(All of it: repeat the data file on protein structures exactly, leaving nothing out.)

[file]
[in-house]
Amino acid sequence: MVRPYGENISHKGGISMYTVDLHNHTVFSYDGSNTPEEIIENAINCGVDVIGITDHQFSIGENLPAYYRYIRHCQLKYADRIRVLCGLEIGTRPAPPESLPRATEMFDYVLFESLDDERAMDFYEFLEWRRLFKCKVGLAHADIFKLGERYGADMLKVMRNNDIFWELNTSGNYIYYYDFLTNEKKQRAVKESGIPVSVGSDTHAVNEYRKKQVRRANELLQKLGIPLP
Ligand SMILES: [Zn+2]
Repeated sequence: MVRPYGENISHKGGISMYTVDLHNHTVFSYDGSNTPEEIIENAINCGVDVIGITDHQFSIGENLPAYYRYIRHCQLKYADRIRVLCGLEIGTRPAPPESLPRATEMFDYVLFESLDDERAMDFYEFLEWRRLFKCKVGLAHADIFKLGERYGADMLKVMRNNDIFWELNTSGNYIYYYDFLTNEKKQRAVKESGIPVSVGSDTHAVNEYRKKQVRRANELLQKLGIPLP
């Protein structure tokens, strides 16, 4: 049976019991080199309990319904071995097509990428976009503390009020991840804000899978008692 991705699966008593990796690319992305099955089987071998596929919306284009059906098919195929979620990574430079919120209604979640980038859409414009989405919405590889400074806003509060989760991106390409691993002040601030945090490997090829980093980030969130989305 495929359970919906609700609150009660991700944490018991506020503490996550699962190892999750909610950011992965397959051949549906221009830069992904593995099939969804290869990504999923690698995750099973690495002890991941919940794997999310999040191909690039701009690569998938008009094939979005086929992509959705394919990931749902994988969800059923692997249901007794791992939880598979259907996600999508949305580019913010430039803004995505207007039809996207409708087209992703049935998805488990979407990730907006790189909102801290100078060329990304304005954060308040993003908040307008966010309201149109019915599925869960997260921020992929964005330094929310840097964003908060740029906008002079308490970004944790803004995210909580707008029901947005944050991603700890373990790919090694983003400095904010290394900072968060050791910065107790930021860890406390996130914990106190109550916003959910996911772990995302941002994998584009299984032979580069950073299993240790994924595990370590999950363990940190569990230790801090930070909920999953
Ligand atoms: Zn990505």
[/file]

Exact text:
[in-house]
Amino acid sequence: MVRPYGENISHKGGISMYTVDLHNHTVFSYDGSNTPEEIIENAINCGVDVIGITDHQFSIGENLPAYYRYIRHCQLKYADRIRVLCGLEIGTRPAPPESLPRATEMFDYVLFESLDDERAMDFYEFLEWRRLFKCKVGLAHADIFKLGERYGADMLKVMRNNDIFWELNTSGNYIYYYDFLTNEKKQRAVKESGIPVSVGSDTHAVNEYRKKQVRRANELLQKLGIPLP
Ligand SMILES: [Zn+2]
Repeated sequence: MVRPYGENISHKGGISMYTVDLHNHTVFSYDGSNTPEEIIENAINCGVDVIGITDHQFSIGENLPAYYRYIRHCQLKYADRIRVLCGLEIGTRPAPPESLPRATEMFDYVLFESLDDERAMDFYEFLEWRRLFKCKVGLAHADIFKLGERYGADMLKVMRNNDIFWELNTSGNYIYYYDFLTNEKKQRAVKESGIPVSVGSDTHAVNEYRKKQVRRANELLQKLGIPLP
């Protein structure tokens, strides 16, 4: 049976019991080199309990319904071995097509990428976009503390009020991840804000899978008692 991705699966008593990796690319992305099955089987071998596929919306284009059906098919195929979620990574430079919120209604979640980038859409414009989405919405590889400074806003509060989760991106390409691993002040601030945090490997090829980093980030969130989305 495929359970919906609700609150009660991700944490018991506020503490996550699962190892999750909610950011992965397959051949549906221009830069992904593995099939969804290869990504999923690698995750099973690495002890991941919940794997999310999040191909690039701009690569998938008009094939979005086929992509959705394919990931749902994988969800059923692997249901007794791992939880598979259907996600999508949305580019913010430039803004995505207007039809996207409708087209992703049935998805488990979407990730907006790189909102801290100078060329990304304005954060308040993003908040307008966010309201149109019915599925869960997260921020992929964005330094929310840097964003908060740029906008002079308490970004944790803004995210909580707008029901947005944050991603700890373990790919090694983003400095904010290394900072968060050791910065107790930021860890406390996130914990106190109550916003959910996911772990995302941002994998584009299984032979580069950073299993240790994924595990370590999950363990940190569990230790801090930070909920999953
Ligand atoms: Zn990505």